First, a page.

When you first smell this it's not something you are likely to forget. But if you enjoy Indian food, you will almost certainly recognise that elusive aroma that you've never quite pinned down. Now you know where it comes from.
Asafoetida root resin
Ground asafoetida resin
Various species of genus ferula grow wild from the Eastern Mediterranean to Central Asia, but asafoetida is only cultivated in its Central Asian area of origin (Iran to Afghanistan) and is not found elsewhere.
The milk juice obtained from the root, which becomes a brown, resin-like mass when dried out.
Apiaceae (parsley family).
A very strong repugnant smell, similar to stale garlic.
The Latin ferula means "carrier" or "vehicle" and related species f. vulgaris is mentioned in Greek mythology as the plant that helped Prometheus to carry fire from the Sun to the Earth. It has been suggested that stone-age nomad tribes may have used the hollow stems to transport fire between their camps. The same Latin root appears in the botanical name of mango.
The species name assa-foetida is made up of elements from two languages. Assa is the Latinised version of the Farsi aza "resin" or "mastic" and foetidus is Latin for "smelling" or "fetid". The modern Farsi name angozad derives from ang "gum" and zad "resin". The first element, ang, is also found in the names of asafoetida in many Indic languages, e.g. Hindi hing. Many names, including German teufelsdreck, French merde du diable, Swedish dyvelsträck and Turkish şeytan tersi, mean "devil's dung".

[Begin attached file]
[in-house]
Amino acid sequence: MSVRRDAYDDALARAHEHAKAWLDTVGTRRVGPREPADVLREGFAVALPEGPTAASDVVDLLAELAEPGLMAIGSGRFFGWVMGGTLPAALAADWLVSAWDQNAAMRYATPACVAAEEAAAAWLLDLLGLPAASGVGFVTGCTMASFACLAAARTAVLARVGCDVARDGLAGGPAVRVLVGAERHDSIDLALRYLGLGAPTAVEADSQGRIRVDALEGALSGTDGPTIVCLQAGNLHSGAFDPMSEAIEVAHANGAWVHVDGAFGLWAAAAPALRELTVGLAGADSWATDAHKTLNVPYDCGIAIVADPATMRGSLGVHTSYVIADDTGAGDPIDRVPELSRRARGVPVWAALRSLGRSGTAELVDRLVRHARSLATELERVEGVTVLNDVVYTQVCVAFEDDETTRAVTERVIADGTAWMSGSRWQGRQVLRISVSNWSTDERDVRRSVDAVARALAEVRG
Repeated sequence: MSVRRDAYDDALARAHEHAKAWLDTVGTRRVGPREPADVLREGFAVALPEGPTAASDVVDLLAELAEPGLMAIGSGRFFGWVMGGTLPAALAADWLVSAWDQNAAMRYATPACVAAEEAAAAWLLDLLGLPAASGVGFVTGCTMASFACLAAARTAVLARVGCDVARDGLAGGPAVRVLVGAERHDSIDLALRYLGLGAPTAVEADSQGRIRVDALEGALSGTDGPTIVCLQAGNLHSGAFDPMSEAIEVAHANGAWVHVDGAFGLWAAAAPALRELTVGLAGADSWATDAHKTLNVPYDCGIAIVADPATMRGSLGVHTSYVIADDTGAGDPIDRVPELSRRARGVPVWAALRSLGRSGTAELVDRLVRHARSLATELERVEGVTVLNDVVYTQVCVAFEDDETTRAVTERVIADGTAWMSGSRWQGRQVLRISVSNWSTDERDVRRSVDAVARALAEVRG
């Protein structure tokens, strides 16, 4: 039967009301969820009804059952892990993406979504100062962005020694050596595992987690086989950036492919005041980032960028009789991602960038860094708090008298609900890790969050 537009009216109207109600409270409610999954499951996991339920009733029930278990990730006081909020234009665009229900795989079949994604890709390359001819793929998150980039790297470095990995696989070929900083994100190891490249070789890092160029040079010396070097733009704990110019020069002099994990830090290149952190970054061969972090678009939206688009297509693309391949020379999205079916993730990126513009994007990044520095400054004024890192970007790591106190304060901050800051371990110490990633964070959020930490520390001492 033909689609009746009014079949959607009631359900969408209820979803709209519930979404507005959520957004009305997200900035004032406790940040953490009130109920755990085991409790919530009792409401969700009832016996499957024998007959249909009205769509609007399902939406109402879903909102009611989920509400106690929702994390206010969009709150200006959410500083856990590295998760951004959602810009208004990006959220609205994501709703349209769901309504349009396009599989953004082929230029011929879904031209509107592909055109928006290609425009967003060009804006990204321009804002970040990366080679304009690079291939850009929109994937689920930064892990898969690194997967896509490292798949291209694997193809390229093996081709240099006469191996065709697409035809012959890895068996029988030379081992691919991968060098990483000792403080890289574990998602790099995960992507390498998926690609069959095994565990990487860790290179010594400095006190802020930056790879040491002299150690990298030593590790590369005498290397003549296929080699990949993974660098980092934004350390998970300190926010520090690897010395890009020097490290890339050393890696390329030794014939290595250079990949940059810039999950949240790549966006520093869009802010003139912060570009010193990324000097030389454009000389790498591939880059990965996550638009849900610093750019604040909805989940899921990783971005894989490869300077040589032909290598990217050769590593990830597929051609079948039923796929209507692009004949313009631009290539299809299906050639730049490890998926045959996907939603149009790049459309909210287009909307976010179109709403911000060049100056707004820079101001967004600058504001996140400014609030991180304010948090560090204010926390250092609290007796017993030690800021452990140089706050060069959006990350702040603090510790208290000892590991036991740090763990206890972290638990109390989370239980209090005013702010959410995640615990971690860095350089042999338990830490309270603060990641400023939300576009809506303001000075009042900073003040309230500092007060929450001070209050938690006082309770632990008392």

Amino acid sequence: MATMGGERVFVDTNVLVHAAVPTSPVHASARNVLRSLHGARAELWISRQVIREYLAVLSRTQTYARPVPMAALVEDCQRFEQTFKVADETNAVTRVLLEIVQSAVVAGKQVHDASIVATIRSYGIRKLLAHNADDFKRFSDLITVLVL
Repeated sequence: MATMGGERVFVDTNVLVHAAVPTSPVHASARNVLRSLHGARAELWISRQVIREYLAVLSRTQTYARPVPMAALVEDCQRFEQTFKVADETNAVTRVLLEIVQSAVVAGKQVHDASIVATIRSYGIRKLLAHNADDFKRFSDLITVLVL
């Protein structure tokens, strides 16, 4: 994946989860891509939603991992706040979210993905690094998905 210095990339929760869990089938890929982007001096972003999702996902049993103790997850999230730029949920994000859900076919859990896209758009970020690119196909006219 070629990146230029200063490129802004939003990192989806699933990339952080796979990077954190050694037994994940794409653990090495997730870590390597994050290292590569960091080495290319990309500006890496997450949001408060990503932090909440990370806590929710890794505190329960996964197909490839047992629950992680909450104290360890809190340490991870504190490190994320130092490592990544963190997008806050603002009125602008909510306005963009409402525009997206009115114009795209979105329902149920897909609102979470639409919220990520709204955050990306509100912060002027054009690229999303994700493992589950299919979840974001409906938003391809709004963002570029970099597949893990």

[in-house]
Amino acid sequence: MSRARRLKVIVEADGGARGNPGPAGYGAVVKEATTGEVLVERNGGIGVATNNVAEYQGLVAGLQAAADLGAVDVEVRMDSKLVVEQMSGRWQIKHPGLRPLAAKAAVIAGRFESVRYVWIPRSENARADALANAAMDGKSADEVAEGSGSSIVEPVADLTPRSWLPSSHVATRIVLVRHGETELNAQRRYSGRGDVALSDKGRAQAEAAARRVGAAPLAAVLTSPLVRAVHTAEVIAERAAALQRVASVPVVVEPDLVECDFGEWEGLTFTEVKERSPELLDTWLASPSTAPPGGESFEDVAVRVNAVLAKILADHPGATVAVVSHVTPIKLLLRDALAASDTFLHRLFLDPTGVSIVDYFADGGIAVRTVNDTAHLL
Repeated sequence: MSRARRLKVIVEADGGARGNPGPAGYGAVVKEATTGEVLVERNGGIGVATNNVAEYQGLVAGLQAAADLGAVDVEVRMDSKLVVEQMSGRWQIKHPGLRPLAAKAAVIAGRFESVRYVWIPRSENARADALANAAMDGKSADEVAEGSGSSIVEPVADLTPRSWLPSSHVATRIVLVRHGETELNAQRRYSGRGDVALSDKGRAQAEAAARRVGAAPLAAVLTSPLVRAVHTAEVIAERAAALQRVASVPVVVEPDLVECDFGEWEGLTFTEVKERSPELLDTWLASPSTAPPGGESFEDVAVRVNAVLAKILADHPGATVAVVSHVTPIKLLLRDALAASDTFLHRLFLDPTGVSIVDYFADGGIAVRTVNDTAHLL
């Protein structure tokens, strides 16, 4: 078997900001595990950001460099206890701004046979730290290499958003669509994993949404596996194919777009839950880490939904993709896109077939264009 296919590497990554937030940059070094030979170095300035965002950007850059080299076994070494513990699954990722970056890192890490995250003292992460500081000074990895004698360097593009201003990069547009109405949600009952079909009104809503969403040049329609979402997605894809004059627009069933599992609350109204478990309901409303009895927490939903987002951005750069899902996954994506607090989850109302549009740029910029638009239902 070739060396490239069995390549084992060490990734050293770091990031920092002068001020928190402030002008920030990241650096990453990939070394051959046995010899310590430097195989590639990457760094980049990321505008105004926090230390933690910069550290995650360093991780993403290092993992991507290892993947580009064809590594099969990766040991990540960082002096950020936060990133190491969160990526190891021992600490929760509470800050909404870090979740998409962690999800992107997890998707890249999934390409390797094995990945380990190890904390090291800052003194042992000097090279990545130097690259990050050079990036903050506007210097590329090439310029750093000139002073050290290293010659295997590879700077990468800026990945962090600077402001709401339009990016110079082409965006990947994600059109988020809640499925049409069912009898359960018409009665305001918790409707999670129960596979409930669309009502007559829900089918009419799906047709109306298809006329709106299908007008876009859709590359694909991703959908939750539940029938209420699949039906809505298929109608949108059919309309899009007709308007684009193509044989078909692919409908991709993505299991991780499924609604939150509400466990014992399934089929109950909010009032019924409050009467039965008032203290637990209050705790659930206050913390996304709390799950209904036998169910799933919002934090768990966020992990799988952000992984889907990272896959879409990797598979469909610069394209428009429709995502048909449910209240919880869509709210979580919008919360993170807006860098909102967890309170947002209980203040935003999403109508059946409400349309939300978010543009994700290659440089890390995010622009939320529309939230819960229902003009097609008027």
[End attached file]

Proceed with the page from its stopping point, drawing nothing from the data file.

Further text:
Although the smell of fresh asafoetida justifies the name "devil's dung", it is an important spice in Indian and other cuisines and an important herbal medicine. Asafoetida was in use in Europe more than 2,000 years ago - legend has it that the plant was encountered by Alexander the Great on his march through Central Asia. It was used in Ancient Greek and Roman cuisines, often as a substitute for the expensive North African silphion. Asafoetida was used in Europe the Middle Ages to flavour barbecued meat, but after the 16th century it was no longer mentioned in European cookbooks.
With a reputation as a spice for vegetables rather than for meats, asafoetida is now more common in the more vegetarian cuisines of South India than in the more carnivorous cuisines of its natural North Indian habitat. The Tamil spice mixture sambar podi contains asafoetida. Asafoetida is an essential ingredient in the preparation of legumes and pulses in a variety of dishes collectively known as dhal. It is a good example of the overlapping of culinary and medicinal use of a plant, both adding flavour and also acting as an anti-flatulent when used with legumes rich in indigestible oligosaccharids.
Use of asafoetida differs for the powdered form and the resin. The latter is very strongly scented and must be fried in hot oil both for flavour dispersal and to temper the taste. A pea-sized amount is considered sufficient to flavour a large pot of food. Powdered asafoetida is less intense and may be added without frying, although in this case the aroma develops less deeply.